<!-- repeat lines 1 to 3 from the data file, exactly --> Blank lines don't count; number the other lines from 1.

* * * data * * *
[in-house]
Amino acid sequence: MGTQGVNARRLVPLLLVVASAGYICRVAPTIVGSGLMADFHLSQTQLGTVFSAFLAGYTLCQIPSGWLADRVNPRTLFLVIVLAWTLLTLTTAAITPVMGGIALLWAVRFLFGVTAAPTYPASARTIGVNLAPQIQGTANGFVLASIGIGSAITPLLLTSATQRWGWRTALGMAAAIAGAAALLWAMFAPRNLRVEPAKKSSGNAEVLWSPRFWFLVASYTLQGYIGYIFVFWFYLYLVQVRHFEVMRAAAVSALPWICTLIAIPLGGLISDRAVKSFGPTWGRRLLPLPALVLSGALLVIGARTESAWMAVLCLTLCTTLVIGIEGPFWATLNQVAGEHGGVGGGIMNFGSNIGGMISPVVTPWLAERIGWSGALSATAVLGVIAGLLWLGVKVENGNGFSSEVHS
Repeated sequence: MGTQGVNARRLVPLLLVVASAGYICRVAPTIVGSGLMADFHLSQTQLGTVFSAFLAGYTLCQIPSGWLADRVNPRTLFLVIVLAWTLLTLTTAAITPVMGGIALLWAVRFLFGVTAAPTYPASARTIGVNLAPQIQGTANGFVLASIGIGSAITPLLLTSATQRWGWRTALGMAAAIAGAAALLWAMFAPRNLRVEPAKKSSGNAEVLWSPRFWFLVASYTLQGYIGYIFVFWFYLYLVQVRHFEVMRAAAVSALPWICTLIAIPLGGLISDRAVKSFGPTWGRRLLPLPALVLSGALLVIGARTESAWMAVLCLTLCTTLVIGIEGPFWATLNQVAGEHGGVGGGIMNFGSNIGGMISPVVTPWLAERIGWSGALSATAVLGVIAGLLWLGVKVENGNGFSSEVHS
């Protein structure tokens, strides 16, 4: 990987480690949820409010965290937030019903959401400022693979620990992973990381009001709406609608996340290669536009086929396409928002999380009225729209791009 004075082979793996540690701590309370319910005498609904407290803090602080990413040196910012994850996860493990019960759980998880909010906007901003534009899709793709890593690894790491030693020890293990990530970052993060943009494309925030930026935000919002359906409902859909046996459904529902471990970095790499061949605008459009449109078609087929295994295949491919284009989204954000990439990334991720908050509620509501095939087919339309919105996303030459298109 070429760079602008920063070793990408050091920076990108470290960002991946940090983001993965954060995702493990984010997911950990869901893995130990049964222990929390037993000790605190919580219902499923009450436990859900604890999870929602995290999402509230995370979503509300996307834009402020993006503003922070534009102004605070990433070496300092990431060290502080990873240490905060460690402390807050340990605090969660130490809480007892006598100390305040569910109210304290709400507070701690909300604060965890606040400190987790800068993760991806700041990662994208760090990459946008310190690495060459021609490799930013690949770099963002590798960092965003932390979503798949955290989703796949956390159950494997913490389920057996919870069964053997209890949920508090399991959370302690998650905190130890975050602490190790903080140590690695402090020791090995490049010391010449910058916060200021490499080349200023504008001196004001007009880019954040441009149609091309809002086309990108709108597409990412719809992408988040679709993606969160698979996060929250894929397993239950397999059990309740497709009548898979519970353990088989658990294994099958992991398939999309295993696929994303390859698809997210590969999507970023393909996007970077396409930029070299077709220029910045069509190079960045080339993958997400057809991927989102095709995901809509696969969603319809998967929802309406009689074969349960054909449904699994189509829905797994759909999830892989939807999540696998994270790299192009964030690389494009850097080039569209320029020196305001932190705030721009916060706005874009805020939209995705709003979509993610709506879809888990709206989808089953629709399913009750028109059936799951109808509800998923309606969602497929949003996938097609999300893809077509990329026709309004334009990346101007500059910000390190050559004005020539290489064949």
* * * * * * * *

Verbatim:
[in-house]
Amino acid sequence: MGTQGVNARRLVPLLLVVASAGYICRVAPTIVGSGLMADFHLSQTQLGTVFSAFLAGYTLCQIPSGWLADRVNPRTLFLVIVLAWTLLTLTTAAITPVMGGIALLWAVRFLFGVTAAPTYPASARTIGVNLAPQIQGTANGFVLASIGIGSAITPLLLTSATQRWGWRTALGMAAAIAGAAALLWAMFAPRNLRVEPAKKSSGNAEVLWSPRFWFLVASYTLQGYIGYIFVFWFYLYLVQVRHFEVMRAAAVSALPWICTLIAIPLGGLISDRAVKSFGPTWGRRLLPLPALVLSGALLVIGARTESAWMAVLCLTLCTTLVIGIEGPFWATLNQVAGEHGGVGGGIMNFGSNIGGMISPVVTPWLAERIGWSGALSATAVLGVIAGLLWLGVKVENGNGFSSEVHS
Repeated sequence: MGTQGVNARRLVPLLLVVASAGYICRVAPTIVGSGLMADFHLSQTQLGTVFSAFLAGYTLCQIPSGWLADRVNPRTLFLVIVLAWTLLTLTTAAITPVMGGIALLWAVRFLFGVTAAPTYPASARTIGVNLAPQIQGTANGFVLASIGIGSAITPLLLTSATQRWGWRTALGMAAAIAGAAALLWAMFAPRNLRVEPAKKSSGNAEVLWSPRFWFLVASYTLQGYIGYIFVFWFYLYLVQVRHFEVMRAAAVSALPWICTLIAIPLGGLISDRAVKSFGPTWGRRLLPLPALVLSGALLVIGARTESAWMAVLCLTLCTTLVIGIEGPFWATLNQVAGEHGGVGGGIMNFGSNIGGMISPVVTPWLAERIGWSGALSATAVLGVIAGLLWLGVKVENGNGFSSEVHS